PHP performance: Disk I/O causing poor performance

6 minute read | By Anthony Salemo

This post is intended to cover scenarios with PHP applications where disk I/O is shown as contributing to poor performance. This is targeted towards PHP “Blessed Images” or custom Docker Images where /home storage is enabled.

Why does this happen

Some PHP frameworks need consistent file access - for example, like WordPress. Other PHP frameworks may behave the same. This also will depend furthermore on the application, taking into consideration if it does it’s own heavy read/write operations.

In addition to this, PHP reads the file (to be executed as a script and compiled into opcode) for each request. OpCache is also enabled with PHP “Blessed” images and can be used to help try avoid this behavior and have the opcode kept in memory. Using phpinfo(), you can validate that OpCache is enabled by default with PHP Blessed Images.

Further configuration for OpCache can be found here. The .ini file configured for OpCache is found under /usr/local/etc/php/conf.d/opcache-recommended.ini.

When persistent I/O access is needed to be done over the mounted volume (eg., WEBSITES_ENABLE_APP_SERVICE_STORAGE to true, which is enabled by default on Blessed Images and for our WordPress marketplace images) - slowness may occur given that these files are read over the network. This may cause other issues, especially under very high load, where I/O wait time and High Load Average (even without high CPU), may happen.

Since App Service persistent storage volumes are mounted from a remote file share - and each request to the file is going through a network mounted volume to the file share - either by explicitly read/write scenarios or implicit I/O through PHP as a language, it can add potential latency here. This can be the case regardless of OpCache usage.

NOTE: A really good and recommended explanation of this behavior, or the concept itself of low CPU but high I/O times/high load average and slow performance when doing I/O operations can be seen here:

At a minimum, we can confirm through Linux tooling that there is a variable degree of latency between the mounted volume and directly to the local filesystem (disk). Take the below for example testing with fio

When using the test: fio --randrepeat=1 --ioengine=libaio --direct=1 --gtod_reduce=1 --name=test --filename=random_read_write.fio --bs=4k --iodepth=64 --size=100m --readwrite=randrw --rwmixread=75 --directory=/home - /home storage can take up to one minute (50+(s)) while comparatively for the same test, writing outside of this mount is done in a few hundred milliseconds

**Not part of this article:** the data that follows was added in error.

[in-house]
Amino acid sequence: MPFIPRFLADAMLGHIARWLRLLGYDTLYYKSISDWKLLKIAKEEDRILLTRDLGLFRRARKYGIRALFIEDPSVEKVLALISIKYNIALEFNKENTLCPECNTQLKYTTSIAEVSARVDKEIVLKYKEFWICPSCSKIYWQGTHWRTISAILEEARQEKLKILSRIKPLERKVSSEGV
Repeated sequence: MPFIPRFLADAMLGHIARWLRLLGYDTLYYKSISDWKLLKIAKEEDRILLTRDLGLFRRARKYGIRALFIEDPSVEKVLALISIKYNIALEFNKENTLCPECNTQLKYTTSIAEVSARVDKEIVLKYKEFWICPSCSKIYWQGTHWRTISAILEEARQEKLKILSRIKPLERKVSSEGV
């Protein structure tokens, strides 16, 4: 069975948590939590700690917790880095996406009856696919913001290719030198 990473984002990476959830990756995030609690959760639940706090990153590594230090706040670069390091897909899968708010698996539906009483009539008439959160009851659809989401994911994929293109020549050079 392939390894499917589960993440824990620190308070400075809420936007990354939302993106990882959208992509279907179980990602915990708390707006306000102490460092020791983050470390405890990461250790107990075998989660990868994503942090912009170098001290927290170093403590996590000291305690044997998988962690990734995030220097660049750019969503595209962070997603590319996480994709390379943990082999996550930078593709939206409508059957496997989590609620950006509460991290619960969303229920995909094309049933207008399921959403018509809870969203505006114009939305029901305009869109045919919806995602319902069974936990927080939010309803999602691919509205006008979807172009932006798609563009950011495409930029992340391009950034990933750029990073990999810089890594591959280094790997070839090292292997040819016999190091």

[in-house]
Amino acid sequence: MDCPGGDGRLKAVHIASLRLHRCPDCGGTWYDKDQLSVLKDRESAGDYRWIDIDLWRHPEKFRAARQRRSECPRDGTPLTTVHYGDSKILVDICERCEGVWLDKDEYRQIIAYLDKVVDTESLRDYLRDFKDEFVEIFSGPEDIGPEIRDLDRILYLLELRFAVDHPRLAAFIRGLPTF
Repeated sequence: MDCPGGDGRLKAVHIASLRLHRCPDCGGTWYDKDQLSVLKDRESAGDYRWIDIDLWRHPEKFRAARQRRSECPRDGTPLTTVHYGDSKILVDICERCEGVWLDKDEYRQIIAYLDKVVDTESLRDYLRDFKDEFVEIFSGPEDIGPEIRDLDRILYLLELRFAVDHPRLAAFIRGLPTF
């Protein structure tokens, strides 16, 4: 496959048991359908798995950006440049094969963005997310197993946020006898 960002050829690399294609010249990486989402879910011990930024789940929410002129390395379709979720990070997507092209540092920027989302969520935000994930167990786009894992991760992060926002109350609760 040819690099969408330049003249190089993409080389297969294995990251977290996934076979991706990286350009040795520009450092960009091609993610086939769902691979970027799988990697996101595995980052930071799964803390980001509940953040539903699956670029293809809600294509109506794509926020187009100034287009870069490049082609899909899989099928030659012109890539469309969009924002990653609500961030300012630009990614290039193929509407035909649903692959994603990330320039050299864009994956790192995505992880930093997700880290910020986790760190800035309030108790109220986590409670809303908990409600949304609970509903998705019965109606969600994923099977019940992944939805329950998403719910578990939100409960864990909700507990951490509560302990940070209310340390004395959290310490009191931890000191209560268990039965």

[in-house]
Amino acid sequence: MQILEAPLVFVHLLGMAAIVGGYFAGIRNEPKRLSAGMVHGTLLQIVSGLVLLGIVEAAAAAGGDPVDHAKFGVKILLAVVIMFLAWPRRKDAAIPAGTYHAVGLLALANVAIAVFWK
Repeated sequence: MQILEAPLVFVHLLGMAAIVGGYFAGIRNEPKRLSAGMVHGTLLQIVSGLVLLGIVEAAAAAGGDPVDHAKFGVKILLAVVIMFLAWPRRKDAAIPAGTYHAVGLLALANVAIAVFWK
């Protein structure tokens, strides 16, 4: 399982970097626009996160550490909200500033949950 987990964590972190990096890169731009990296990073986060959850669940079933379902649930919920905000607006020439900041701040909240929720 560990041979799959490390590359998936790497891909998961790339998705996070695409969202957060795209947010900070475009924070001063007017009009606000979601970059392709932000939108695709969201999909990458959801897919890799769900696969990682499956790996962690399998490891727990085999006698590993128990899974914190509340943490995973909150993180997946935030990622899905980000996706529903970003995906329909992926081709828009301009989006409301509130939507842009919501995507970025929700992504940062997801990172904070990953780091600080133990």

However, this is called out in the following here - Limitations - and would be expected in a scenario where file access is done over a network. It’s also important to note this is not the case for every PHP application hosted on App Service.

When deployed to built-in images, your code and content are allocated a storage volume for web content, backed by Azure Storage. The disk latency of this volume is higher and more variable than the latency of the container filesystem. Apps that require heavy read-only access to content files may benefit from the custom container option, which places files in the container filesystem instead of on the content volume.

Performance issues

The type of performance issues seen in these cases may be:

  • General application slowness
  • Higher Linux Load Average, even without critically high CPU
  • Higher I/O wait percentage
  • A possible increase in either apache2 or php-fpm (when using NGINX) child processes, as these child processes exit after the request is completed - slowness induced because of the topic here may keep these child processes around longer, thus accumulating more total child processes under higher load

Performance tools for disk I/O

Some additional tooling that can be used to review activity on disk and over the file share is:

sysstat (Ubuntu/Debian)

  • iostat
  • cifsiostat (only outputs read or write ops per second - doesn’t show kb r/w (s))
  • top / htop

NOTE: Some other commands may be blocked or show limited information due to certain host access

With these tools, you can see the remote file share in use. Below is using cifsiostat:

rMB/s        wMB/s    rops/s    wops/s         fo/s         fc/s         fd/s Filesystem
        0.0B         0.0B      0.00     42.00         0.00         0.00         0.00 \\\volume-31-default

Possible mitigations

NOTE: In these I/O scenarios and when persistent storage (/home) is in use, scaling up will NOT help. The only benefit to scaling up will give better I/O performance when reading/writing outside the /home mount.

If it is confirmed that this is likely the issue, a few things can be done for a mitigation:

  • Use a custom image, if possible. In this case, by default, persistent storage is not enabled. The application would need to be able to handle an environment where a restart causes any additional written or created files to not persist.
    • This is essentially the typical concept of a container, where it is ephemeral and state does not persist
  • For Blessed Images, implement a startup behavior where files or application scripts can be read/written to from outside of /home instead. This may be more beneficial for explicit read/write scenarios.
    • Move any files that do not need to be persisted after a restart, such as temporary files, outside of /home. This can be done programmatically or through a framework configuration, if it offers such capability.
  • Non-App Service products that can be used, if some of these approaches don’t work are - AKS, VM’s, Azure Container Apps
    • However, these will still require you to be aware of the non-persisted files on the local container filesystem after operations such as restarts, unless something like a local volume is used.